In the non-commercial world, Companies create information videos for their staff, clients, potential clients, shareholders and stakeholders. That’s quite a diverse audience, so many large companies make a lot of material to deliver to these groups.
And, as I said before they are almost always full of information. And that’s the reason you need to pause, to allow the information to be heard and understood by your audience.
So, here’s the technique. Look at the language in the script and separate out each ‘different’ piece of information, pausing after you’ve delivered it, for just long enough for the listener to ‘get it’. I use a one beat/two beat count. Or, you could say, one or two seconds.
A one-beat pause is used following each single piece of information on a similar topic or subject, and which leads to the next piece of information.
I use a two-beat pause when I am shifting to a new paragraph or moving on to deliver very different information.
To work out how to deliver this information, you need to be able to put yourself in the listener’s shoes. Who are they? What do they need? What is the problem they have that you’re solving?
Often, non-commercial scripts can be a little ‘dry’, so try to read as though you are an expert on the subject, that you created the information and that you love it.
Then there’s Animation and Character Voicing
Whether you’re creating a character for animation or finding a voice for a character in a radio or screen ad, pausing is the technique that will create characters’ who are believable and entertaining. This is always called voice acting, because you are acting.
In animation and character voicing, use the pause to create the illusion that you’re having a new thought.
Pausing also gives you a moment to reveal your ‘voice acting’ abilities. You need to sound as though you are moving from one thought to the next, as though you are making it up as you go along.
If you listen to comic performers and great storytellers, you’ll hear pauses which can hold the listener in suspense, or create a moment of surprise, comedy or irony.
Pausing is a performance technique. Powerful!
And Lastly Audiobook Narration
Oh boy! If there’s any spoken-word medium where pausing is both King and Queen, it’s audiobook.
This is why prepping your audiobook is so important. After you’ve thoroughly read your book and done a deep-dive into the story and its characters, as well as its structure, style and the author’s intentions, you’ll need to understand where and why to add pauses.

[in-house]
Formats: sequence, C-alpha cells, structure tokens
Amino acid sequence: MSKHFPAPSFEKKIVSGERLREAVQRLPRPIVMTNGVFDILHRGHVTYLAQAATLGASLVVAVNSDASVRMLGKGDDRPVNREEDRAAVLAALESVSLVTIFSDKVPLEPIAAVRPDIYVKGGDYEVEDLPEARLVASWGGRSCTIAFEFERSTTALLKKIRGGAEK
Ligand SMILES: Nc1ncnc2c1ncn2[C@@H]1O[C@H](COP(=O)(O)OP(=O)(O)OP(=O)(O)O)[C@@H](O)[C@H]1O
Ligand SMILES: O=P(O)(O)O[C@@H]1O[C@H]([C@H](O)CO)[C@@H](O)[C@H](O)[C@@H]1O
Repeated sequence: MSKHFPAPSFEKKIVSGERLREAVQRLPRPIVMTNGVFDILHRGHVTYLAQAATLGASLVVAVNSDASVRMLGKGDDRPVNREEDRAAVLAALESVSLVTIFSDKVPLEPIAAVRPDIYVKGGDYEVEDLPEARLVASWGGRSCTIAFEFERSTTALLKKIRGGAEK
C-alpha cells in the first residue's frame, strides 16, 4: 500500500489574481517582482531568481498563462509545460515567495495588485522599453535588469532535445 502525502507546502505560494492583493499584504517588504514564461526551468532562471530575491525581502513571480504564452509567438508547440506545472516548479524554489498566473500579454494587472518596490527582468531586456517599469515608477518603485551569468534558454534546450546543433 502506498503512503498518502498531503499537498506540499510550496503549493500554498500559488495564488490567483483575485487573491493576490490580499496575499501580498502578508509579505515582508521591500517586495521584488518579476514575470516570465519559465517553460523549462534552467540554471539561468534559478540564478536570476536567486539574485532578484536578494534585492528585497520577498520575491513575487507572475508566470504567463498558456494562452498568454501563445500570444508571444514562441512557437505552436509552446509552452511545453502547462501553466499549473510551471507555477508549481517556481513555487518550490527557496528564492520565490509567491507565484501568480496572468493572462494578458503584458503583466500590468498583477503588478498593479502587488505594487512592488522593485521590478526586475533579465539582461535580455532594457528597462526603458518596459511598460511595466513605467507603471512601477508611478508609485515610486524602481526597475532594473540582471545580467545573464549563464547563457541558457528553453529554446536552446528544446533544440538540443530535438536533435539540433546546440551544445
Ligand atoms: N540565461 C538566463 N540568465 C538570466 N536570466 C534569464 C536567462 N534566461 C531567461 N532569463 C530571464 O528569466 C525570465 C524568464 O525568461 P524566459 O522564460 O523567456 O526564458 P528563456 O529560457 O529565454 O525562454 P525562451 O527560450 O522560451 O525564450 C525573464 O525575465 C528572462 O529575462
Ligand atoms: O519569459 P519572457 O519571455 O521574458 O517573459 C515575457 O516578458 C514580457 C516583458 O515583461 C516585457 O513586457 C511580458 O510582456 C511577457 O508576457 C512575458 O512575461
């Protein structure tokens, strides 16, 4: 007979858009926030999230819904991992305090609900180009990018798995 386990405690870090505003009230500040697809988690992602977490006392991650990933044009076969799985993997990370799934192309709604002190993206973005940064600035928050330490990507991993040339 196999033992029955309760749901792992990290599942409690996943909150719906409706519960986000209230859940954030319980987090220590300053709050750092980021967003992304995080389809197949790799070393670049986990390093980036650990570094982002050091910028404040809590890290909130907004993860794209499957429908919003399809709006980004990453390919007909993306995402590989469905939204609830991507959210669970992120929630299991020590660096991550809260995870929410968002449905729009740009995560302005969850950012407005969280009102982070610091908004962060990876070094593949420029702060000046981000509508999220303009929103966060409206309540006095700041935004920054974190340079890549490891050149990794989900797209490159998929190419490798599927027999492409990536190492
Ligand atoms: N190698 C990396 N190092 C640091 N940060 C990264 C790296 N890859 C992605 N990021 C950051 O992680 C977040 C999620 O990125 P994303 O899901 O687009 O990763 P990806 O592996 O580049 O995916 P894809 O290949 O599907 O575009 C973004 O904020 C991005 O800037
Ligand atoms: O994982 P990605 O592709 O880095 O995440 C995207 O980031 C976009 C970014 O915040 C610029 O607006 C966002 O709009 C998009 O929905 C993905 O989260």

Audiobook is a deeply intimate engagement. Your job is to gently lead the listener through the journey that is the story.
And to do that successfully, you must not only be able to inhabit the book and all its characters, but you must be able to put yourself in the shoes of the audience. And it’s almost always an audience of one.
It helps to question how your audience might feel, how they might respond to any of the character’s or how the emotional content could impact them.
Knowing as much as you can about both the story you’re telling and the character’s you’re revealing, will help you know when to pause, and for what reason.
Here are three reasons you may need to pause in audiobook narration.
- When the language is visual.
That is, when you’re describing a person, a room or any environment or object, pause after every different visual description. Pausing allows the listener to create the visual for themselves.
- When you need the listener to believe you’ve just had a new thought.
In life, when we have a new thought, we think it first…then it comes out of our mouth. That moment (or beat) between the thinking and the speaking will translate to a powerful pause.
- When you move from talking about something in particular, to talking about something different.
You need to ‘inhabit’ your book. You need to ‘feel’ things. So, again, just like in life, when we’re narrating audiobooks, we may move from something that affects emotionally to something that makes us smile, to the next, which may be something we’re cynical about.
You’ll need to pause between all of these changes, so we can hear you ‘inhabiting’ the story and therefore believe it is YOUR story, not that you are just reading the words.
Well, that is quite a long blog. Thanks for hanging in with me and I hope it helps shed light on the power of the pause.